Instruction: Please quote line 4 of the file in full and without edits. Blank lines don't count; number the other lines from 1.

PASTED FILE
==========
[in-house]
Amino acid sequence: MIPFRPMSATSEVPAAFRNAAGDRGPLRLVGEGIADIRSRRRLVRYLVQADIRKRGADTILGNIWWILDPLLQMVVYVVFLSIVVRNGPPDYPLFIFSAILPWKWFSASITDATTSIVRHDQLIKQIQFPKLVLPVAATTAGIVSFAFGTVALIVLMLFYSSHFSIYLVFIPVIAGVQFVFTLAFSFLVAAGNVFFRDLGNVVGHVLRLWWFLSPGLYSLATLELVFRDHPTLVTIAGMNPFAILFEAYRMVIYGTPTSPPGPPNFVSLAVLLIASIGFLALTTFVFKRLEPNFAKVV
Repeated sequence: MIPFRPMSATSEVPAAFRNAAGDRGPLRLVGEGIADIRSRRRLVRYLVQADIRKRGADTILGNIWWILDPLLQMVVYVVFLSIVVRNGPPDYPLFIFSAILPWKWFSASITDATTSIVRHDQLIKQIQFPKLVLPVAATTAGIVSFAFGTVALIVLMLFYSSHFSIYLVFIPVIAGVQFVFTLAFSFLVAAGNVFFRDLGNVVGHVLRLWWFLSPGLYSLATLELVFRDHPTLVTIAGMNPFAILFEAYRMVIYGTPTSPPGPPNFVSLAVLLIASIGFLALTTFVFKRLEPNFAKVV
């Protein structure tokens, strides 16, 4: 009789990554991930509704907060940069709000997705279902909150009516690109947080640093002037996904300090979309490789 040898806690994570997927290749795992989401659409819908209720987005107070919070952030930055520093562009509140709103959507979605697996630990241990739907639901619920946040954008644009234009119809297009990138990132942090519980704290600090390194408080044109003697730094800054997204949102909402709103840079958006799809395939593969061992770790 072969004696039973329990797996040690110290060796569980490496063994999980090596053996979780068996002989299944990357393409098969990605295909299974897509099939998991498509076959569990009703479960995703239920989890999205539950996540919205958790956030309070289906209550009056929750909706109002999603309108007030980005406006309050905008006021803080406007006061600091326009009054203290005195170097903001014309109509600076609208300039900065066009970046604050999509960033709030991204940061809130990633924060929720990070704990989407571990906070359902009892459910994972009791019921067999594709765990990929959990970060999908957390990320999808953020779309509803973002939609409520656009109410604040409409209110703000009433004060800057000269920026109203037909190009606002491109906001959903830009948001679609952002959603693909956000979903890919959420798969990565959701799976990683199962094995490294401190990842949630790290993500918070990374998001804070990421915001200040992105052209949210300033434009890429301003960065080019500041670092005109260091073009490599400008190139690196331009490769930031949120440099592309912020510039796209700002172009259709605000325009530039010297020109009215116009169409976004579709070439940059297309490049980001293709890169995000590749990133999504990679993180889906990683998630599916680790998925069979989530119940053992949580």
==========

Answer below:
């Protein structure tokens, strides 16, 4: 009789990554991930509704907060940069709000997705279902909150009516690109947080640093002037996904300090979309490789 040898806690994570997927290749795992989401659409819908209720987005107070919070952030930055520093562009509140709103959507979605697996630990241990739907639901619920946040954008644009234009119809297009990138990132942090519980704290600090390194408080044109003697730094800054997204949102909402709103840079958006799809395939593969061992770790 072969004696039973329990797996040690110290060796569980490496063994999980090596053996979780068996002989299944990357393409098969990605295909299974897509099939998991498509076959569990009703479960995703239920989890999205539950996540919205958790956030309070289906209550009056929750909706109002999603309108007030980005406006309050905008006021803080406007006061600091326009009054203290005195170097903001014309109509600076609208300039900065066009970046604050999509960033709030991204940061809130990633924060929720990070704990989407571990906070359902009892459910994972009791019921067999594709765990990929959990970060999908957390990320999808953020779309509803973002939609409520656009109410604040409409209110703000009433004060800057000269920026109203037909190009606002491109906001959903830009948001679609952002959603693909956000979903890919959420798969990565959701799976990683199962094995490294401190990842949630790290993500918070990374998001804070990421915001200040992105052209949210300033434009890429301003960065080019500041670092005109260091073009490599400008190139690196331009490769930031949120440099592309912020510039796209700002172009259709605000325009530039010297020109009215116009169409976004579709070439940059297309490049980001293709890169995000590749990133999504990679993180889906990683998630599916680790998925069979989530119940053992949580």